The Minnesota Pollution Control Agency launched a wiki version of the Minnesota Stormwater Manual that will serve as an invaluable reference for controlling urban stromwater pollution of lakes and streams.
Minnesota state agencies are eliminating the use of a harmful chemical in their offices found in several household cleaning products. Through Executive Order by Minnesota Governor Mark Dayton in April, 2011, all state agencies will no longer purchase hand soaps and dish and laundry cleaning products that contain triclosan by June of this year. State agencies are required to implement plans to reduce pollution and toxics, increase energy efficiency, and conserve resources.
The Interagency Pollution Prevention Advisory Team (IPPAT) has the ability make changes to the Model Sustainability Plan within Governor Dayton’s Executive Order 11-13. The state recently developed contracts for hand soap and dish and laundry cleaning products that are triclosan-free. In some situations, uses of triclosan-containing products may be allowed in medical or other specific settings.
Triclosan is antibiotic resistant and causes health and environmental problems. It is an ingredient in products such as hand soap, toothpaste, cleaning products, fabric, toys, kitchenware and industrial pesticides. There is no evidence that triclosan provides any benefit over washing with regular soap and water. Triclosan-free products are readily available in many stores.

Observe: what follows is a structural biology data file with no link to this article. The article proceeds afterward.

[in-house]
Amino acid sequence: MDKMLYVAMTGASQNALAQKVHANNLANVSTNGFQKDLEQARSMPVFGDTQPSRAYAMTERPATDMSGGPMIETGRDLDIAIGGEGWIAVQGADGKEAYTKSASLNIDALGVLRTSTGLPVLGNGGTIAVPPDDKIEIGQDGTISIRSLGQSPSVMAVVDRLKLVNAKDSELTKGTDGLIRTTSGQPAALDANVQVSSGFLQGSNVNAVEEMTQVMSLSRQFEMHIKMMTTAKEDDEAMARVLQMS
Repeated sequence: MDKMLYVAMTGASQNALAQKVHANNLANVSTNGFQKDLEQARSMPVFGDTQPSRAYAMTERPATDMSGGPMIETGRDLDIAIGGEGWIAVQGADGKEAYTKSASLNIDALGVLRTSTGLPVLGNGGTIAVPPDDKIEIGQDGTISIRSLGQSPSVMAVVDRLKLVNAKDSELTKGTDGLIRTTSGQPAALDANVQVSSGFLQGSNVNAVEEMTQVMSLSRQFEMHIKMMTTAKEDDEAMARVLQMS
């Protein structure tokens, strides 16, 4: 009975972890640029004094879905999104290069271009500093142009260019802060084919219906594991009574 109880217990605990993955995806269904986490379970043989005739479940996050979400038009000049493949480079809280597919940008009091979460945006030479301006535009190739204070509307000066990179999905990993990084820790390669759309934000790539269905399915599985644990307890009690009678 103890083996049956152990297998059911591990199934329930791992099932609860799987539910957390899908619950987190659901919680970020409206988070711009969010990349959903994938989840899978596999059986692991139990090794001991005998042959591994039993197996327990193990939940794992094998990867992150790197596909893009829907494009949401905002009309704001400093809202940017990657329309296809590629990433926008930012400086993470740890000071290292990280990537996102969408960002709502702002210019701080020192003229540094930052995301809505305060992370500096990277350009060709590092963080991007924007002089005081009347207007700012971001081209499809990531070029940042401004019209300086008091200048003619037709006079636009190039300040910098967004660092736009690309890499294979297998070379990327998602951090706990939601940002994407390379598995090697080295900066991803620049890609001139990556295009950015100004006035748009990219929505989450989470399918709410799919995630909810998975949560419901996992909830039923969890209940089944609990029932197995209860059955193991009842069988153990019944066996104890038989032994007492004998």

“By purchasing items without triclosan, state agencies are doing their part to keep this harmful chemical out of Minnesota waters,” said Cathy Moeger, sustainability manager at the Minnesota Pollution Control Agency.
One of the projects overseen by the MPCA was the construction of the Maplewood Mall stormwater system, which will contribute to the improvement in Kohlmann Lake’s water quality by preventing 50 pounds of phosphorus and five tons of sediment per year from entering the lake.
Some of the most innovative engineering projects undertaken in Minnesota in 2012 were set into motion as a result of environmental initiatives undertaken by the Minnesota Pollution Control Agency.
The American Council of Engineering Companies of Minnesota (ACEC/MN) recently announced the winners of its 2013 Engineering Excellence awards. Several of the 29 award-winning projects were set into motion as a result of environmental initiatives undertaken by the Minnesota Pollution Control Agency.
The projects represent some of the most innovative engineering work undertaken in Minnesota in 2012. Some were directly funded or overseen by MPCA; others were initiated in response to the agency’s environmental work. Three of these environmental projects will compete for recognition at the national level.
One of the award-winning projects converted an Edina parking garage into a new drinking water treatment plant. When it was discovered that the city’s groundwater was contaminated with vinyl chloride, a new treatment system was needed to protect the quality of the water supply.
The MPCA provided financial support for the project’s design, while the city funded construction and ongoing operation of the facility. The unique project, designed by the engineering firm AECOM, allowed the city to reuse an existing structure. This eliminated the need to use valuable green space for infrastructure improvements.
Another project recognized by ACEC/MN was an innovative stormwater management system at Maplewood Mall. The system, designed by Barr Engineering, will capture and treat 90% of the stormwater runoff at the site. It incorporates rain gardens, permeable pavement crosswalks, a cistern that captures roof runoff for irrigation, and some 200 trees.